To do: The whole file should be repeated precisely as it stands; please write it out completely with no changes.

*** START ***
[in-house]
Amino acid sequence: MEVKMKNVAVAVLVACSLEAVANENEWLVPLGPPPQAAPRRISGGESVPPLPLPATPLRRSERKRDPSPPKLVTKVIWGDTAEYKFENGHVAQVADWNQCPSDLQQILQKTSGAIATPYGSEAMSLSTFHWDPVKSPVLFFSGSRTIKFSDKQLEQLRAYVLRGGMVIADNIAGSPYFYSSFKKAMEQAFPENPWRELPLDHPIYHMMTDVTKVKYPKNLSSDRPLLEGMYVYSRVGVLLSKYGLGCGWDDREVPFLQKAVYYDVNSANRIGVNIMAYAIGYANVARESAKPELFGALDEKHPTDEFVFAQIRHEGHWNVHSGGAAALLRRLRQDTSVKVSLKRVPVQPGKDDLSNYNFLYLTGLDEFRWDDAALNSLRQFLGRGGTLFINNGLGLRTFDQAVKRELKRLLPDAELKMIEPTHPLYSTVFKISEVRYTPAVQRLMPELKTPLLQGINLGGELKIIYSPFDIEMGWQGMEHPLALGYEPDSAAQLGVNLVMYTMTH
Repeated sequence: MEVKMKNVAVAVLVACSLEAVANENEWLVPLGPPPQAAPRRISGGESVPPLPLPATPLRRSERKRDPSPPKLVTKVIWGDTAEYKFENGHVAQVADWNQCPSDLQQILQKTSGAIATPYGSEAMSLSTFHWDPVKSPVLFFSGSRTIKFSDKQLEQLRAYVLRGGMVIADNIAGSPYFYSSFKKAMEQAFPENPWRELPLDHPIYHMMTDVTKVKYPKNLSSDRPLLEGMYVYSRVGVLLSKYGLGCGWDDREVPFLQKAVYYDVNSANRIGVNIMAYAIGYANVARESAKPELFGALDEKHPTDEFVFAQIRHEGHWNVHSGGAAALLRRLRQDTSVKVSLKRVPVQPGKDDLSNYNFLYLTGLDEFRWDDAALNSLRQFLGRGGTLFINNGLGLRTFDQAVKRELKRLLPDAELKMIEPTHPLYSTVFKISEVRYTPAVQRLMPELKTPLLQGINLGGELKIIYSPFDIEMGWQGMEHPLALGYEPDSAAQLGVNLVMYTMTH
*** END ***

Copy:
[in-house]
Amino acid sequence: MEVKMKNVAVAVLVACSLEAVANENEWLVPLGPPPQAAPRRISGGESVPPLPLPATPLRRSERKRDPSPPKLVTKVIWGDTAEYKFENGHVAQVADWNQCPSDLQQILQKTSGAIATPYGSEAMSLSTFHWDPVKSPVLFFSGSRTIKFSDKQLEQLRAYVLRGGMVIADNIAGSPYFYSSFKKAMEQAFPENPWRELPLDHPIYHMMTDVTKVKYPKNLSSDRPLLEGMYVYSRVGVLLSKYGLGCGWDDREVPFLQKAVYYDVNSANRIGVNIMAYAIGYANVARESAKPELFGALDEKHPTDEFVFAQIRHEGHWNVHSGGAAALLRRLRQDTSVKVSLKRVPVQPGKDDLSNYNFLYLTGLDEFRWDDAALNSLRQFLGRGGTLFINNGLGLRTFDQAVKRELKRLLPDAELKMIEPTHPLYSTVFKISEVRYTPAVQRLMPELKTPLLQGINLGGELKIIYSPFDIEMGWQGMEHPLALGYEPDSAAQLGVNLVMYTMTH
Repeated sequence: MEVKMKNVAVAVLVACSLEAVANENEWLVPLGPPPQAAPRRISGGESVPPLPLPATPLRRSERKRDPSPPKLVTKVIWGDTAEYKFENGHVAQVADWNQCPSDLQQILQKTSGAIATPYGSEAMSLSTFHWDPVKSPVLFFSGSRTIKFSDKQLEQLRAYVLRGGMVIADNIAGSPYFYSSFKKAMEQAFPENPWRELPLDHPIYHMMTDVTKVKYPKNLSSDRPLLEGMYVYSRVGVLLSKYGLGCGWDDREVPFLQKAVYYDVNSANRIGVNIMAYAIGYANVARESAKPELFGALDEKHPTDEFVFAQIRHEGHWNVHSGGAAALLRRLRQDTSVKVSLKRVPVQPGKDDLSNYNFLYLTGLDEFRWDDAALNSLRQFLGRGGTLFINNGLGLRTFDQAVKRELKRLLPDAELKMIEPTHPLYSTVFKISEVRYTPAVQRLMPELKTPLLQGINLGGELKIIYSPFDIEMGWQGMEHPLALGYEPDSAAQLGVNLVMYTMTH